A Deed of Gift and Plat have been prepared to facilitate the donation. The plat identifies utility and stormwater easements on the parcel that would be reserved by the Town.

In other business at its June 13 meeting, the Luray Council took the following actions:

• Held a public hearing on the Town’s FY22-23 budget. There were no speakers. Luray’s proposed $13.8-million budget increases spending by nearly $2.5 million over the current budget, or 22 percent. The spending plan for the next fiscal year (which begins July 1) is comprised of $7.4 million for the General Fund, $2.5 million from American Rescue Plan Act (ARPA) funding, $400,000 for the Community Development Block Grant for Luray Meadows Apartments, $1.6 million for the Water Fund and $1.8 million for the Sewer Fund. The tax rate on real estate will rise just over a penny to $0.28 per $100 of assed value, while personal property will stand at $0.62. Meals and beverage taxes will still be levied at 4 percent, but the transient occupancy tax increased to 6 percent and the cigarette tax rose to 20 cents per pack. The council is expected to adopt the FY22-23 budget at its June 28 work session. The new fiscal year begins July 1.

• Unanimously adopted a Code Amendment to establish Town Code Section 58-21 Public Urination/Defecation, effective immediately. The State Code does not provide regulations for such acts, but extends prosecution to “Indecent Exposure”. However, local courts are hesitant to consider this charge due to the intent of exposure. The new Town Code states, “It shall be unlawful for any person to urinate or defecate within public view upon any street, highway, sidewalk, or in a park or public place or area where the public gathers or has access, other than in facilities designed for such purposes. Any person who violates the provisions of this section shall, upon conviction, be guilty of a Class 3 misdemeanor punishable by a fine of $250.”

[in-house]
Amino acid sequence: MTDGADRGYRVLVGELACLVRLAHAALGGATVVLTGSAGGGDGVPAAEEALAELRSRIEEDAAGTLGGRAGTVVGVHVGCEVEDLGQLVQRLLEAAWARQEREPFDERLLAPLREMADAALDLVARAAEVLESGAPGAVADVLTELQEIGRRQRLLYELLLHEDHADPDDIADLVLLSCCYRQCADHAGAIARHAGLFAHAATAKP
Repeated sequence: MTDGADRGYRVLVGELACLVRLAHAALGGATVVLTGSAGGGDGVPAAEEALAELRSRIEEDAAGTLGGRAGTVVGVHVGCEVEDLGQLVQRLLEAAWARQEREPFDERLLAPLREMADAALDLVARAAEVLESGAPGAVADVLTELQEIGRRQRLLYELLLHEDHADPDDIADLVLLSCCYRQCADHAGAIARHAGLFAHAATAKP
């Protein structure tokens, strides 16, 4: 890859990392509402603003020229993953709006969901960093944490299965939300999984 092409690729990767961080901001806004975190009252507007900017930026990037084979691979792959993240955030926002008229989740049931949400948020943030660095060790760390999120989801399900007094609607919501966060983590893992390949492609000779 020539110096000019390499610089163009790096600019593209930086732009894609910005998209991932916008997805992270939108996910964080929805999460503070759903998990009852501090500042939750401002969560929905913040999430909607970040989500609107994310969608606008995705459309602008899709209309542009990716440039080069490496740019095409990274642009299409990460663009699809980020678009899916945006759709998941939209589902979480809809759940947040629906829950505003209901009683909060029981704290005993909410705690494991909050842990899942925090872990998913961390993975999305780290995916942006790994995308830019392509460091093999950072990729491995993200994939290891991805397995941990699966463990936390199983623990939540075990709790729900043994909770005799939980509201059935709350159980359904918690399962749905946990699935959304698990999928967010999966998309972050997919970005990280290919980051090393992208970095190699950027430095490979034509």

• Unanimously approved funding $11,500 toward electrical service improvements at the Mechanic Street parking lot and at Ruffner Plaza, as well as the acquisition of two generators, utilizing federal ARPA allocations. The current electrical panel and systems at these locations require upgrades for continued operation by food vendors, bands and game equipment connected during Town events.

• Unanimously adopted a Proclamation of Recognition for David Sedwick, who is retiring after nearly 31 years of service at the Town’s water and wastewater treatment plants. The council also unanimously agreed to allow Sedwick to keep his town-issued cell phone at his request. The Town purchased the iPhone 13 Pro Max for $99.99.

• Unanimously agreed to recommend Andy Caviness to the judge of the Page County Circuit Court for re-appointment to the Luray Board of Zoning Appeal (BZA) to fill a five-year term ending June 30, 2027.

• Discussed the potential installation of a self-service parking payment system at Lake Arrowhead for out-of-town visitors. Council has discussed options to address increased usage and increased costs at the park. Installation of a payment system could require a parking payment fee at the kiosk. The Police Department could utilize the mobile app system to confirm which vehicles have paid through entry of their license plate number. The Town could issue a window sticker or mirror hangar to identify a Town resident’s vehicle. The cost of the kiosk is currently $4,000, plus an additional $500 for the mobile access for the Police Department. Funding for this effort was not included in the FY 2022-2023 budget, so staff recommends use of ARPA funding.

To view the AGENDA for the June 13 Luray Council meeting

and supporting documents, click HERE.



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  1. i already bought a permit to fish at Arrowhead, but since i live in Page county,but outside Luray town limits, i will have to pay to park there to fish as well?

  2. Who or what will be named as the owner of the .37 acre parcel on the deed or boundary adjustment? “Living Legacy” or Audre King?
    Doesn’t Audre King personally own the Andrew Jackson School and the land it sits on? The government is donating land to a private individual?